For the first time in NBA history, a No. 7 (Lakers) and 8 (Heat) seed are in the conference finals. You might be tempted to call these developments a fluke. They’re not. They are an illustration of what has become an extremely equitable NBA landscape. In sports, we love to say “anybody can win” but that’s rarely actually true. At this moment in the NBA, it is true.
The 2023 title race was wide open at the start of the playoffs. and it remains wide open now that we’re down to the final four.
If you’re looking for the betting favorite, it’s the Celtics at +105, followed by the Nuggets (+240), Lakers (+300) and the Heat, who come in at +1600, via Caesars Sportsbook. If you ask me, that’s some pretty great value on Miami, which could reasonably win the whole thing. I don’t think they will. In fact, I’m picking them to lose to Boston in the ECF. But it could happen. Anything could happen.
With that in mind, let’s get to our staff picks for the two conference-final matchups, which begin Tuesday with the Lakers at Denver. (All predictions were made before the series started.)
Nuggets vs. Lakers picks
Reiter’s pick: Nuggets in 5. There’s no time like the present to go all-in correcting a mistake. And the Nuggets have showcased to me and those around the NBA just how great they are. Nikola Jokic, of course, is an all-world talent, but this is a complete basketball team that compliments Joker’s immense talents. They made easy work of the Phoenix Suns, and there’s no reason to think they can’t do the same against the Lakers. LA’s run has been remarkable, of course — but LeBron’s age and minutes, AD’s fragility and unreliability and the reliance on so many overachieving role players catches up to them against a legit No. 1 seed.
Quinn’s pick: Nuggets in 6. Denver has been by far the best team of the postseason. The Lakers have been rockier, hitting enormous highs and troubling lows that often boil down to their inconsistent 3-point shooting and how much energy LeBron James is capable of expending at any given time. They are incredibly vulnerable to foul trouble in this matchup. As well as Anthony Davis played the last time the Lakers and Nuggets met in the playoffs, Dwight Howard spent major chunks of that series guarding Nikola Jokic. The Lakers have no such secondary option. If Davis ever has to sit, Jokic gets to destroy Wenyen Gabriel. It’s been a remarkable effort for the Lakers, but the Nuggets have been the class of the West all season, and they should enter this series as the favorite.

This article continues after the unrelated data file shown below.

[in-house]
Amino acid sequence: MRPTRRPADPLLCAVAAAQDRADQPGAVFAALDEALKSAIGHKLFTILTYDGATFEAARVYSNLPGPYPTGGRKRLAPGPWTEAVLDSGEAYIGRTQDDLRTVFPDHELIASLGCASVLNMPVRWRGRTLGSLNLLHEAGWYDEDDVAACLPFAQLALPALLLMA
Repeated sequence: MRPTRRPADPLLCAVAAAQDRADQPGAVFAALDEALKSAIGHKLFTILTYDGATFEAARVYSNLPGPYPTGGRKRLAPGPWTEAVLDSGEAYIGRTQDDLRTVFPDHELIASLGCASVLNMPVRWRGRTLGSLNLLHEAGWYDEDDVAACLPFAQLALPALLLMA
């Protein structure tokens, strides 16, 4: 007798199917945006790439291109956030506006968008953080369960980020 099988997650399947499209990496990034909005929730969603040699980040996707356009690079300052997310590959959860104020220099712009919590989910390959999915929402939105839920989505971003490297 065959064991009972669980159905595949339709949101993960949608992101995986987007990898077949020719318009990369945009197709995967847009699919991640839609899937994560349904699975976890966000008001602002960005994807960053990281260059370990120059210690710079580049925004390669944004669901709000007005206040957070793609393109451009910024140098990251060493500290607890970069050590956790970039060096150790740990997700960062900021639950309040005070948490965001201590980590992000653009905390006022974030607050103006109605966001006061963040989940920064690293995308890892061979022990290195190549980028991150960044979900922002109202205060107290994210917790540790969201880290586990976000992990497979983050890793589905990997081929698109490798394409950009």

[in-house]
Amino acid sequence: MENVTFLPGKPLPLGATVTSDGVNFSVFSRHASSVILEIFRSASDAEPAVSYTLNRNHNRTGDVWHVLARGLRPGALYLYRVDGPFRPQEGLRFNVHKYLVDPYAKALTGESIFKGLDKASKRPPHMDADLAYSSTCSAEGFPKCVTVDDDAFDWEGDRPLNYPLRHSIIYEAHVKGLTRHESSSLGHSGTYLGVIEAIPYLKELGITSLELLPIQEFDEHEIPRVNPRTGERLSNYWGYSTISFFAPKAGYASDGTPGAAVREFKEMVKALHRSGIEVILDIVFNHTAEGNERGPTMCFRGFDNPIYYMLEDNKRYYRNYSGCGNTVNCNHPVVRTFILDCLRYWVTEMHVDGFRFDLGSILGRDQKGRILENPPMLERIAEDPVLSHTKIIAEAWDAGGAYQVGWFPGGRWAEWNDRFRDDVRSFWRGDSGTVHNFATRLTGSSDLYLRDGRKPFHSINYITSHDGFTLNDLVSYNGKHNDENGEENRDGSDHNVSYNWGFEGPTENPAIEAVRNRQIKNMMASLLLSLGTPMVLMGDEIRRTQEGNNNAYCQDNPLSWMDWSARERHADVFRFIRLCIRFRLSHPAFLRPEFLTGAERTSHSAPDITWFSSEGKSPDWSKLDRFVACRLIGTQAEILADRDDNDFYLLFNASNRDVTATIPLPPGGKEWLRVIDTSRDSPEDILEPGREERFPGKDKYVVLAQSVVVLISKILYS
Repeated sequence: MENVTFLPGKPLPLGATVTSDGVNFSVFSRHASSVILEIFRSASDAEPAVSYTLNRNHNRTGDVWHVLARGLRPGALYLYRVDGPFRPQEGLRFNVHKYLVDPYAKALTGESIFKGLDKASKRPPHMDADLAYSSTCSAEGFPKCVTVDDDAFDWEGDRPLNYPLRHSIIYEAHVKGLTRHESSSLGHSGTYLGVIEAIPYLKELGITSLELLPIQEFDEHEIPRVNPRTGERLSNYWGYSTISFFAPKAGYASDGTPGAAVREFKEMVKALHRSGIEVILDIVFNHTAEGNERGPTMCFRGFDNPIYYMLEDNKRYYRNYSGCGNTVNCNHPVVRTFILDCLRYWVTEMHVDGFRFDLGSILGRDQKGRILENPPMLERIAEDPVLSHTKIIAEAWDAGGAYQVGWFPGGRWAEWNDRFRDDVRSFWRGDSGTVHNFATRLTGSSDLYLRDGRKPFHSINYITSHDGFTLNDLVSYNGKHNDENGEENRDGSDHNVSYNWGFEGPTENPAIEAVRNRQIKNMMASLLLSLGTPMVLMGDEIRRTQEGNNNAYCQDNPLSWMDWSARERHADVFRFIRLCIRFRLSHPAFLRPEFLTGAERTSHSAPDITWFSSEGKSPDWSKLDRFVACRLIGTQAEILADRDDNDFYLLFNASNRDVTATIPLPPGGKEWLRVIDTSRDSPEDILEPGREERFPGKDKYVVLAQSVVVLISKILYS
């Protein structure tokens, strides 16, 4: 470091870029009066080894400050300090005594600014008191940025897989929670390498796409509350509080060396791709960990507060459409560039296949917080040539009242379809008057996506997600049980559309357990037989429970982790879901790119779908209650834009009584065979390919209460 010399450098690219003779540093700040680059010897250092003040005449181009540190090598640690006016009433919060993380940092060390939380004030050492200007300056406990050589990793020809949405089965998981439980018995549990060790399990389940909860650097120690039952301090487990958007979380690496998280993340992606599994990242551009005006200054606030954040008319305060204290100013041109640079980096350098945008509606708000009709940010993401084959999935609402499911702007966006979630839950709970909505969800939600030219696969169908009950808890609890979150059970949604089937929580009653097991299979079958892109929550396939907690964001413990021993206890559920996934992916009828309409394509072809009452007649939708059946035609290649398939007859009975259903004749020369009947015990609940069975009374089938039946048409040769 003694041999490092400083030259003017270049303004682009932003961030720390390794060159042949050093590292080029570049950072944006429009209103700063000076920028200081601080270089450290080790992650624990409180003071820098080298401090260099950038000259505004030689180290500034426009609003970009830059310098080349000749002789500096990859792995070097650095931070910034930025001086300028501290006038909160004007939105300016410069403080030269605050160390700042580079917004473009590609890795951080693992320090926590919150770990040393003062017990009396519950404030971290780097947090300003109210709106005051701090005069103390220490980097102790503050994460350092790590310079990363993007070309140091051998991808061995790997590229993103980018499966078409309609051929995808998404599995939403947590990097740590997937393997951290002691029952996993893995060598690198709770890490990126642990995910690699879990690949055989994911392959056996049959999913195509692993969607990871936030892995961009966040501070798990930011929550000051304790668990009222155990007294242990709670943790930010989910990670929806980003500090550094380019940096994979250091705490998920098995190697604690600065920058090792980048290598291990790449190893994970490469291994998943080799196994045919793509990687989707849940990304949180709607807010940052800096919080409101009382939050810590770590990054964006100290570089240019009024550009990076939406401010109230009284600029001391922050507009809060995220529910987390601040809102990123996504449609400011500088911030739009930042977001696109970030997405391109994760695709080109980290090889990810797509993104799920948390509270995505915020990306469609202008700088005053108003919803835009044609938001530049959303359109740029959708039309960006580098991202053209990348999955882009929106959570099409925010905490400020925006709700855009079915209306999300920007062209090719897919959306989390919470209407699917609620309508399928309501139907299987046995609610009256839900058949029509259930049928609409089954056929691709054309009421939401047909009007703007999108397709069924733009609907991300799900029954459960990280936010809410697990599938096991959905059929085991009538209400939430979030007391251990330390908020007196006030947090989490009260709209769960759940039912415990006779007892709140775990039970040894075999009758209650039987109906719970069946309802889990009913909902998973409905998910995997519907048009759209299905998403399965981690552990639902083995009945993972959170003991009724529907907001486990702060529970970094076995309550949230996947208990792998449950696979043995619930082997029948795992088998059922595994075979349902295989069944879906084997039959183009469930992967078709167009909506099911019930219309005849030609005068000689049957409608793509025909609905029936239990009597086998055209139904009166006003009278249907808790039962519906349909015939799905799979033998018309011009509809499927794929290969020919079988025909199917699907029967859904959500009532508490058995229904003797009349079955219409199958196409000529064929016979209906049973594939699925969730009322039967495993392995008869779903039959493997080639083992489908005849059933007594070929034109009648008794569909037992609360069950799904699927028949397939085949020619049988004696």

Ward-Henninger’s pick: Nuggets in 7. I vastly underestimated the Lakers before seeing them methodically eviscerate the Warriors, but the Nuggets are a much better team with an unstoppable MVP playing the best basketball of his career. Denver should have success drawing Anthony Davis out of the paint defensively, opening up back-door cuts and drives to the lane. Offensively the Lakers should have much more success than they did last round, but the question of LeBron James’ durability given his foot injury and age is pretty much the only thing making me lean toward the Nuggets with home court advantage.
Botkin’s pick: Nuggets in 6. Nikola Jokic is the best player in the league. He will guarantee Denver good shots all series long, and the only way that kind of consistent, high-quality offense doesn’t result in a win is if the defense can’t hold up at all. Have you been watching the Nuggets play defense? They’re more than holding up. I think L.A.’s run ends here.
Herbert’s pick: Nuggets in 6. Los Angeles might be able to find a lineup that can muck up the Nuggets’ beautiful offense, but it would likely struggle to score. And if the Lakers prioritize spacing, then it’s hard to imagine them getting enough stops. Unless Anthony Davis makes a zillion jumpers, I don’t see a realistic path to an upset.
Kaskey-Blomain’s pick: Lakers in 7. I’ve learned not to bet against LeBron James and I’m not going to start now. The fact that the Lakers are even in this position after completely retooling the roster at the trade deadline is impressive, and the team appears to be growing increasingly comfortable as a unit with each passing game. Anthony Davis has been inconsistent this postseason, but when he’s been good, he’s been really good, and if he can channel that level of play for the bulk of the games, the Lakers should have the edge.
Wimbish’s pick: Nuggets in 5. The Nuggets have been the most consistent team in the postseason, and they’ve proven time and time again that they can adjust and respond in after a loss. The Lakers had an impressive series against the defending champions, but Denver has better depth to make things difficult for L.A.’s defense.